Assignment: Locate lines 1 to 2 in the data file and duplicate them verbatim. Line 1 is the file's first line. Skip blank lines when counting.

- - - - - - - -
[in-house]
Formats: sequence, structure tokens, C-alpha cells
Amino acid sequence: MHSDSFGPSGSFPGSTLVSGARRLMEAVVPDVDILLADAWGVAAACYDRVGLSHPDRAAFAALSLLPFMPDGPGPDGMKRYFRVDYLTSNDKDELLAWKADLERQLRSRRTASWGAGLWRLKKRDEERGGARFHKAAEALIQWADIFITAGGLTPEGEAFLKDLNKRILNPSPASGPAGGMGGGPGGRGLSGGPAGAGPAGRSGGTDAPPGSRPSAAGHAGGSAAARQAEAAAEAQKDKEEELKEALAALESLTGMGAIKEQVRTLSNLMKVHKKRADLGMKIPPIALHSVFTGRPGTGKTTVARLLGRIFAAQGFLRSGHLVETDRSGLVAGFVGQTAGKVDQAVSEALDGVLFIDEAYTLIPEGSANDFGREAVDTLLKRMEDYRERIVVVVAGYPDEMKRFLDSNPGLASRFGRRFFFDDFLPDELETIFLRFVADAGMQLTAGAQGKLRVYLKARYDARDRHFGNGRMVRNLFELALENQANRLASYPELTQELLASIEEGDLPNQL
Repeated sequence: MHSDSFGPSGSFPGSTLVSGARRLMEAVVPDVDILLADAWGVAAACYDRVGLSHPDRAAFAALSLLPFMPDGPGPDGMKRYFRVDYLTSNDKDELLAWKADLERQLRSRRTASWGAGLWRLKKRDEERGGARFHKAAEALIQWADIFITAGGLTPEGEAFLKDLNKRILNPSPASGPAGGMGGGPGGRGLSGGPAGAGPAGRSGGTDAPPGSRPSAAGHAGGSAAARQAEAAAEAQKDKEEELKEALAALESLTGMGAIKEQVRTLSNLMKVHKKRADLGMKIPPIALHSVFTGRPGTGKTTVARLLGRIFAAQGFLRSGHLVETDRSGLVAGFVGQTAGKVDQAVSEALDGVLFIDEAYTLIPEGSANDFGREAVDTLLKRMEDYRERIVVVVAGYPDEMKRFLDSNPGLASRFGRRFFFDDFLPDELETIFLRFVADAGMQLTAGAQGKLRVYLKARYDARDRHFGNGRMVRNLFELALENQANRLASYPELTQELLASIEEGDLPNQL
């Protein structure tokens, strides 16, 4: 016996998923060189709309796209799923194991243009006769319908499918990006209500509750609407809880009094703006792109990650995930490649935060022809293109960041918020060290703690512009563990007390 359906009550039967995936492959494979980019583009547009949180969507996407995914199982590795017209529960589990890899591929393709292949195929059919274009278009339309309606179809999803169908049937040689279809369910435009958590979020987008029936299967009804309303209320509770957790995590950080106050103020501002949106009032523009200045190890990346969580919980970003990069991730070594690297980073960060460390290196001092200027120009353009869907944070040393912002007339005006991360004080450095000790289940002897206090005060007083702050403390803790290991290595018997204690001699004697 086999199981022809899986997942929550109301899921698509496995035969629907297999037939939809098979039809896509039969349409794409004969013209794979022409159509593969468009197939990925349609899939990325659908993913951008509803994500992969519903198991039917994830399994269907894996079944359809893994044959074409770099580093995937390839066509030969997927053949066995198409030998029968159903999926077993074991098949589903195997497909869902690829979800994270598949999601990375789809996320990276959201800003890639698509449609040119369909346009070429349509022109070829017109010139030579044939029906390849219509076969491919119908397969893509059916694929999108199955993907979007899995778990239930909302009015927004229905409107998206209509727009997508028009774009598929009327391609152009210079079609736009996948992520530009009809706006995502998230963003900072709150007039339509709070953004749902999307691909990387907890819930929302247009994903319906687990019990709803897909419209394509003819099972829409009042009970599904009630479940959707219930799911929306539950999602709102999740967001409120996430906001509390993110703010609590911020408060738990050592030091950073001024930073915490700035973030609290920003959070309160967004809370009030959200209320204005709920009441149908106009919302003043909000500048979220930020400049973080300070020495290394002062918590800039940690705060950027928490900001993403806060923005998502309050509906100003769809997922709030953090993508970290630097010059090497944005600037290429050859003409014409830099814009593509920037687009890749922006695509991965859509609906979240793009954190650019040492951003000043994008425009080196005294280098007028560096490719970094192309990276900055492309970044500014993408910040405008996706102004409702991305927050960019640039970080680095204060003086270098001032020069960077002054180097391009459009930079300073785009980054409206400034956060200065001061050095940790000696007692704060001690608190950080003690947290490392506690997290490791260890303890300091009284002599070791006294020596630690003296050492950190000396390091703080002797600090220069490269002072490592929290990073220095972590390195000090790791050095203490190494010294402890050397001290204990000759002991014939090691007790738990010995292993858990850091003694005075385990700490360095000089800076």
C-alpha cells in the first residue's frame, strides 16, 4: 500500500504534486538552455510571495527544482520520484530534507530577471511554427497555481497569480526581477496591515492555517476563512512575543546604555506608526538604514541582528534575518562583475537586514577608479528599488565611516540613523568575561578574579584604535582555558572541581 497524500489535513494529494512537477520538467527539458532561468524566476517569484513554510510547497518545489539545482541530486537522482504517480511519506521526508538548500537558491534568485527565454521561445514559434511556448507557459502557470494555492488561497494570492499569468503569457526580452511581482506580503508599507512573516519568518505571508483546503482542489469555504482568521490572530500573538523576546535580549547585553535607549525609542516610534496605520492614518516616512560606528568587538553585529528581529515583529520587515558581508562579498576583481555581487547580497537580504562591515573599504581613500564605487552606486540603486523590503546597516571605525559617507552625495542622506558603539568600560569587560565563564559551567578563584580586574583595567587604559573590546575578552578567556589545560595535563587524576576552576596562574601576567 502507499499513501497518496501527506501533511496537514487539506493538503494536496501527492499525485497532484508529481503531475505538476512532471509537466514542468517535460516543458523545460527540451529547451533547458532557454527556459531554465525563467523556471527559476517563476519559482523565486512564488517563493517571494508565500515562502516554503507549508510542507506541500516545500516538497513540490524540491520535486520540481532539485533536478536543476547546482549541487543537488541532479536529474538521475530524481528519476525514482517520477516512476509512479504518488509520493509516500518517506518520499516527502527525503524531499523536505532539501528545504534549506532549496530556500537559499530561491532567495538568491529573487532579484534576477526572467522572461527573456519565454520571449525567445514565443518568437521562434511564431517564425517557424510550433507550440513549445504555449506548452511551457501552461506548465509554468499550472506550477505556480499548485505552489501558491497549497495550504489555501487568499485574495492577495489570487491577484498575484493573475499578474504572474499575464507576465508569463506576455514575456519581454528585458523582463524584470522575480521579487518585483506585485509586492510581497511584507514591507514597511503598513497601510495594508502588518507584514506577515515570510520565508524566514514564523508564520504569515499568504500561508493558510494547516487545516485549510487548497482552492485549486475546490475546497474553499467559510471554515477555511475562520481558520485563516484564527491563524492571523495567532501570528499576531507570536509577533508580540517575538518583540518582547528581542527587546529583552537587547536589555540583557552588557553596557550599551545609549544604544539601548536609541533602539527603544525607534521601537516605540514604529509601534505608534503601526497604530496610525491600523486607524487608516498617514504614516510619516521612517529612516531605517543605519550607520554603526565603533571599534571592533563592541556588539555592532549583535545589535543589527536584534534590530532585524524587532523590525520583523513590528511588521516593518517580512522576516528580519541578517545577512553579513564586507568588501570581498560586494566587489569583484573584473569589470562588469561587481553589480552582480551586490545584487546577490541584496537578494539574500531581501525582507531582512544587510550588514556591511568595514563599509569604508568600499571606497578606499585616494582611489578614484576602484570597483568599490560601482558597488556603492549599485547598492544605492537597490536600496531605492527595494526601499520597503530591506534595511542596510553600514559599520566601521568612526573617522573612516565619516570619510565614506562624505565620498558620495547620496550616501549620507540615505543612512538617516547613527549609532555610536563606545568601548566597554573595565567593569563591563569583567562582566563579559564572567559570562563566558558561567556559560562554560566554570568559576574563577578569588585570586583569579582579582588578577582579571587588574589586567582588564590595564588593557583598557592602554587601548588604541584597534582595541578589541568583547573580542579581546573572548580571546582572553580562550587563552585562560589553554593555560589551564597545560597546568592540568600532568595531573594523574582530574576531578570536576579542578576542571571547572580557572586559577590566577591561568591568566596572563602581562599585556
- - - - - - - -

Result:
[in-house]
Formats: sequence, structure tokens, C-alpha cells